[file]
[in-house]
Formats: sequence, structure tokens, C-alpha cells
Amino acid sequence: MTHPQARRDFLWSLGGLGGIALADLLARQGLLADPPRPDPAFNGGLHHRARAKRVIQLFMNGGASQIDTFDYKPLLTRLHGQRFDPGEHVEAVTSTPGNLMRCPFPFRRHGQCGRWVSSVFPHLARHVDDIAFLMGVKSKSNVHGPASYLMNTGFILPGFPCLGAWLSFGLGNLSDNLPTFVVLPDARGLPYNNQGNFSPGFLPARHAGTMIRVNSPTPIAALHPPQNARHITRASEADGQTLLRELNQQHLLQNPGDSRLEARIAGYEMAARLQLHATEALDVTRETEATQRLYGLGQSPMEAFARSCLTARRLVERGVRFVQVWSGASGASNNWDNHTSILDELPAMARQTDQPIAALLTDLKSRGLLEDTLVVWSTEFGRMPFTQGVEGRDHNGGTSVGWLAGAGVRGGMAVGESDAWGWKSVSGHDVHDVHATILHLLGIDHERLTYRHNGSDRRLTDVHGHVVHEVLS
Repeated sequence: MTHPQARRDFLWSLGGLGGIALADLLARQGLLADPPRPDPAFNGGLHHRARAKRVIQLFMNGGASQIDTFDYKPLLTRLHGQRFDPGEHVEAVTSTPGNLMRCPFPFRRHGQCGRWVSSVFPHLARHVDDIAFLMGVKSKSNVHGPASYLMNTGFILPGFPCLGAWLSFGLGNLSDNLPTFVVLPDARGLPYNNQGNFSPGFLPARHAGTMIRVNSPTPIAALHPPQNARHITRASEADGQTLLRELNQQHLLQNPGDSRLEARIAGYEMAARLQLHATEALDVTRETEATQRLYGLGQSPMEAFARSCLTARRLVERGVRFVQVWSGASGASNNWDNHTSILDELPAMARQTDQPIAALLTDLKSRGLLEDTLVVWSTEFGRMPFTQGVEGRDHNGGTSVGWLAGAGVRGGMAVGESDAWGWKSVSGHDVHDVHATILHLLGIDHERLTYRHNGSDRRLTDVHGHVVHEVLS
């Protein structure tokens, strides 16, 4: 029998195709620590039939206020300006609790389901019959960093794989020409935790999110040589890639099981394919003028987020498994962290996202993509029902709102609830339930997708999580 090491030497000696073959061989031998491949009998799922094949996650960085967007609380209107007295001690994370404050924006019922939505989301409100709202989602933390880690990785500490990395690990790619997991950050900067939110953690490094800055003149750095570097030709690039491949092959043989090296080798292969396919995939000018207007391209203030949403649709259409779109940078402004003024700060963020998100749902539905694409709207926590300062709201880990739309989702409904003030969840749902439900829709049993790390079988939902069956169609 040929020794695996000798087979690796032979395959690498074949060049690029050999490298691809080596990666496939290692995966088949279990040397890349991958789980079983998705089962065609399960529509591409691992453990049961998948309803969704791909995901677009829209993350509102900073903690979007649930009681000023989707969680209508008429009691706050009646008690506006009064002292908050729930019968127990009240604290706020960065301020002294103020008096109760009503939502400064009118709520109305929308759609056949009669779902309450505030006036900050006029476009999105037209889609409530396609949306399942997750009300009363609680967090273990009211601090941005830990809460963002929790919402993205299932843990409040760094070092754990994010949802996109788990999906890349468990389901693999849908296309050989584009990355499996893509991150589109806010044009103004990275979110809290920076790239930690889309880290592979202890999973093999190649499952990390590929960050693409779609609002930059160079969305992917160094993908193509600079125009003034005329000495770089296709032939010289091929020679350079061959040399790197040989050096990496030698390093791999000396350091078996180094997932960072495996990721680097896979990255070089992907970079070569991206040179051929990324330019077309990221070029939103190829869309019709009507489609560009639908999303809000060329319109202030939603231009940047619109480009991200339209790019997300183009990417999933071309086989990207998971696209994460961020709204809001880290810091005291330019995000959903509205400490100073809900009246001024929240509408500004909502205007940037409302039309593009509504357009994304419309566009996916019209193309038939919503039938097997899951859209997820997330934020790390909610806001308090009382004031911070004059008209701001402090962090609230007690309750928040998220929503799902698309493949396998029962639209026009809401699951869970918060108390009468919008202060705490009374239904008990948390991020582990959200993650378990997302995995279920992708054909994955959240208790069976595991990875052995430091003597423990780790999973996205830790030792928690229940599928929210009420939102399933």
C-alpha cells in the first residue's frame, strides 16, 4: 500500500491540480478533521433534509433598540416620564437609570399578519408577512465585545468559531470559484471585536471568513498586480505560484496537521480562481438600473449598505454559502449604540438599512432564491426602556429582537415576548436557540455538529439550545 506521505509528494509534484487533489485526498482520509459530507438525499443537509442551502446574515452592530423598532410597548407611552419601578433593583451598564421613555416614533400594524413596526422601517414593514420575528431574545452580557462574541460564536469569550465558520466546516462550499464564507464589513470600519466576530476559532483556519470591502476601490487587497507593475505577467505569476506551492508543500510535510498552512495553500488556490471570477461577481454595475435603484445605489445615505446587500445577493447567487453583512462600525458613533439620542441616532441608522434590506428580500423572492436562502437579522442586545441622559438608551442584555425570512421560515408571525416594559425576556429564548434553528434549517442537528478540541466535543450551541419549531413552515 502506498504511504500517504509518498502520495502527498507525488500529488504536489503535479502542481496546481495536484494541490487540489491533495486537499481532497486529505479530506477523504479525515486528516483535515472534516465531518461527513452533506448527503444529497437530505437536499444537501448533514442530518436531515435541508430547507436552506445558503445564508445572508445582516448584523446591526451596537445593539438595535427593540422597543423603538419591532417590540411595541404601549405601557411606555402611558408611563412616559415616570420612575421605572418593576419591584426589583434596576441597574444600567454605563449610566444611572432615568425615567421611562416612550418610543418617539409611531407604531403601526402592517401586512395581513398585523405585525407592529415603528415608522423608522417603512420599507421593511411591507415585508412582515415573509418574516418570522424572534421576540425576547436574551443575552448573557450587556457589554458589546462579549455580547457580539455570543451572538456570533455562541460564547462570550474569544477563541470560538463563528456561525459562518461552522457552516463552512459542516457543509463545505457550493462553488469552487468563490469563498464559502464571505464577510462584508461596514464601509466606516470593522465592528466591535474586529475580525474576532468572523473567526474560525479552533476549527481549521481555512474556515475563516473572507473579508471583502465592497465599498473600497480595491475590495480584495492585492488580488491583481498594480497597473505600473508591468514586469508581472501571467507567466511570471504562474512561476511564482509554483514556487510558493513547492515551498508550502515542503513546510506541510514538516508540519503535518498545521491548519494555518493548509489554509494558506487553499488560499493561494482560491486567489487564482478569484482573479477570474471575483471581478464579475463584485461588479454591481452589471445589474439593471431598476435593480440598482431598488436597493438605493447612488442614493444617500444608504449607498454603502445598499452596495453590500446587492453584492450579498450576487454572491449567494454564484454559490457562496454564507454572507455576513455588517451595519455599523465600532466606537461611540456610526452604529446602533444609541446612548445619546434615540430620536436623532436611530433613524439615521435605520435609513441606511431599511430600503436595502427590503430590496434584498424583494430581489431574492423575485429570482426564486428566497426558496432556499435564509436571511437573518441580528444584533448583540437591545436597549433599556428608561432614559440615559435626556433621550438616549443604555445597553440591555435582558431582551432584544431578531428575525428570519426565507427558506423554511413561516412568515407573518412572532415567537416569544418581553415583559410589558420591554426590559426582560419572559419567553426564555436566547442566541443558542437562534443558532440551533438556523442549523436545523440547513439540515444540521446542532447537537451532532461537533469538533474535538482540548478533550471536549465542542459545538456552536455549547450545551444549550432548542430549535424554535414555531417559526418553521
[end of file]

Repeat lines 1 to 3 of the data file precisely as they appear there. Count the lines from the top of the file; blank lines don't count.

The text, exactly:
[in-house]
Formats: sequence, structure tokens, C-alpha cells
Amino acid sequence: MTHPQARRDFLWSLGGLGGIALADLLARQGLLADPPRPDPAFNGGLHHRARAKRVIQLFMNGGASQIDTFDYKPLLTRLHGQRFDPGEHVEAVTSTPGNLMRCPFPFRRHGQCGRWVSSVFPHLARHVDDIAFLMGVKSKSNVHGPASYLMNTGFILPGFPCLGAWLSFGLGNLSDNLPTFVVLPDARGLPYNNQGNFSPGFLPARHAGTMIRVNSPTPIAALHPPQNARHITRASEADGQTLLRELNQQHLLQNPGDSRLEARIAGYEMAARLQLHATEALDVTRETEATQRLYGLGQSPMEAFARSCLTARRLVERGVRFVQVWSGASGASNNWDNHTSILDELPAMARQTDQPIAALLTDLKSRGLLEDTLVVWSTEFGRMPFTQGVEGRDHNGGTSVGWLAGAGVRGGMAVGESDAWGWKSVSGHDVHDVHATILHLLGIDHERLTYRHNGSDRRLTDVHGHVVHEVLS